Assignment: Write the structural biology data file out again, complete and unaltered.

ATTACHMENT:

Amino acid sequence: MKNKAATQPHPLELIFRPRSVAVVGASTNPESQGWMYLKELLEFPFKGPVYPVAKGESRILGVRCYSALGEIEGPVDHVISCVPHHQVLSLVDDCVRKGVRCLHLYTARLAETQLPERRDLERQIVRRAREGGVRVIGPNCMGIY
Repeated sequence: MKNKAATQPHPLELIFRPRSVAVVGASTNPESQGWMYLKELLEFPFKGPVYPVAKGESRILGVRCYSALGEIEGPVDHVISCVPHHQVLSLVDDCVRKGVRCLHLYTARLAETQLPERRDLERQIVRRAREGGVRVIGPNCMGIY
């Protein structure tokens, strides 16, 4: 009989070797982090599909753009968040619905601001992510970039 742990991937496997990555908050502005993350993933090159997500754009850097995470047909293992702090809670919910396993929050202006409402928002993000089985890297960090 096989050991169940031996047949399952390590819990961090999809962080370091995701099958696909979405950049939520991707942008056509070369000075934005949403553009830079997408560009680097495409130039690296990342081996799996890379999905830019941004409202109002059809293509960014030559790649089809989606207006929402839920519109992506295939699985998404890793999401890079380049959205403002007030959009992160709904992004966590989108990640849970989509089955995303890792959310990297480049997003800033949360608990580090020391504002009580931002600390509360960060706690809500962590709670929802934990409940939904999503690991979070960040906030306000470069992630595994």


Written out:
Amino acid sequence: MKNKAATQPHPLELIFRPRSVAVVGASTNPESQGWMYLKELLEFPFKGPVYPVAKGESRILGVRCYSALGEIEGPVDHVISCVPHHQVLSLVDDCVRKGVRCLHLYTARLAETQLPERRDLERQIVRRAREGGVRVIGPNCMGIY
Repeated sequence: MKNKAATQPHPLELIFRPRSVAVVGASTNPESQGWMYLKELLEFPFKGPVYPVAKGESRILGVRCYSALGEIEGPVDHVISCVPHHQVLSLVDDCVRKGVRCLHLYTARLAETQLPERRDLERQIVRRAREGGVRVIGPNCMGIY
């Protein structure tokens, strides 16, 4: 009989070797982090599909753009968040619905601001992510970039 742990991937496997990555908050502005993350993933090159997500754009850097995470047909293992702090809670919910396993929050202006409402928002993000089985890297960090 096989050991169940031996047949399952390590819990961090999809962080370091995701099958696909979405950049939520991707942008056509070369000075934005949403553009830079997408560009680097495409130039690296990342081996799996890379999905830019941004409202109002059809293509960014030559790649089809989606207006929402839920519109992506295939699985998404890793999401890079380049959205403002007030959009992160709904992004966590989108990640849970989509089955995303890792959310990297480049997003800033949360608990580090020391504002009580931002600390509360960060706690809500962590709670929802934990409940939904999503690991979070960040906030306000470069992630595994």